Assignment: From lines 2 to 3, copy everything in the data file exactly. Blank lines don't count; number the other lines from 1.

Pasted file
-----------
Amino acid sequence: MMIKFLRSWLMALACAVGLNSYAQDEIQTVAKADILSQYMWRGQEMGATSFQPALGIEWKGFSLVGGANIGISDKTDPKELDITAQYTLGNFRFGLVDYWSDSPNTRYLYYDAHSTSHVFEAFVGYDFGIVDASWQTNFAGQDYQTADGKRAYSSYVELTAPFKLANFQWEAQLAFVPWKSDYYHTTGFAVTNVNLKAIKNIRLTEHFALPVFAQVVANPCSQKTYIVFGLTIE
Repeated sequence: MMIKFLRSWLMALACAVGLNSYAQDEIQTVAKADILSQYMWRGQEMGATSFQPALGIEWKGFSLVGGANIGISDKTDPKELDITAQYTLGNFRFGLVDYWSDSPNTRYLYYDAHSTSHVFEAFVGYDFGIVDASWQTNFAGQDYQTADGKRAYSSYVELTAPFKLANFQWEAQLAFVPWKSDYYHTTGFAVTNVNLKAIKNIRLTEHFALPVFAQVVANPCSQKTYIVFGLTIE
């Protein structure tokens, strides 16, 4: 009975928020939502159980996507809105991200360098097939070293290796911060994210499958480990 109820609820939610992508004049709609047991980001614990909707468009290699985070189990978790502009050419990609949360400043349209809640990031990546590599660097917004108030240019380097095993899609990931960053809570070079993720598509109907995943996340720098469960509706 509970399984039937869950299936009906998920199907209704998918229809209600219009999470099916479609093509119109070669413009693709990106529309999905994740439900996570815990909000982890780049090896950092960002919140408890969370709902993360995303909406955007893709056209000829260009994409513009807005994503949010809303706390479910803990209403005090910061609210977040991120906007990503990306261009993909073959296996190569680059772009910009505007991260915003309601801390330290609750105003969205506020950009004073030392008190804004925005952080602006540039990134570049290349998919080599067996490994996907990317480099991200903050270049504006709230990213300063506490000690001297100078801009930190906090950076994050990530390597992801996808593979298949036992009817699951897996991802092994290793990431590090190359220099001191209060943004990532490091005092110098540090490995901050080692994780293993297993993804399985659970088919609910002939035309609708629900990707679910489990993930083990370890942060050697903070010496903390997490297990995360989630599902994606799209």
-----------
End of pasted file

Repeated sequence: MMIKFLRSWLMALACAVGLNSYAQDEIQTVAKADILSQYMWRGQEMGATSFQPALGIEWKGFSLVGGANIGISDKTDPKELDITAQYTLGNFRFGLVDYWSDSPNTRYLYYDAHSTSHVFEAFVGYDFGIVDASWQTNFAGQDYQTADGKRAYSSYVELTAPFKLANFQWEAQLAFVPWKSDYYHTTGFAVTNVNLKAIKNIRLTEHFALPVFAQVVANPCSQKTYIVFGLTIE
């Protein structure tokens, strides 16, 4: 009975928020939502159980996507809105991200360098097939070293290796911060994210499958480990 109820609820939610992508004049709609047991980001614990909707468009290699985070189990978790502009050419990609949360400043349209809640990031990546590599660097917004108030240019380097095993899609990931960053809570070079993720598509109907995943996340720098469960509706 509970399984039937869950299936009906998920199907209704998918229809209600219009999470099916479609093509119109070669413009693709990106529309999905994740439900996570815990909000982890780049090896950092960002919140408890969370709902993360995303909406955007893709056209000829260009994409513009807005994503949010809303706390479910803990209403005090910061609210977040991120906007990503990306261009993909073959296996190569680059772009910009505007991260915003309601801390330290609750105003969205506020950009004073030392008190804004925005952080602006540039990134570049290349998919080599067996490994996907990317480099991200903050270049504006709230990213300063506490000690001297100078801009930190906090950076994050990530390597992801996808593979298949036992009817699951897996991802092994290793990431590090190359220099001191209060943004990532490091005092110098540090490995901050080692994780293993297993993804399985659970088919609910002939035309609708629900990707679910489990993930083990370890942060050697903070010496903390997490297990995360989630599902994606799209």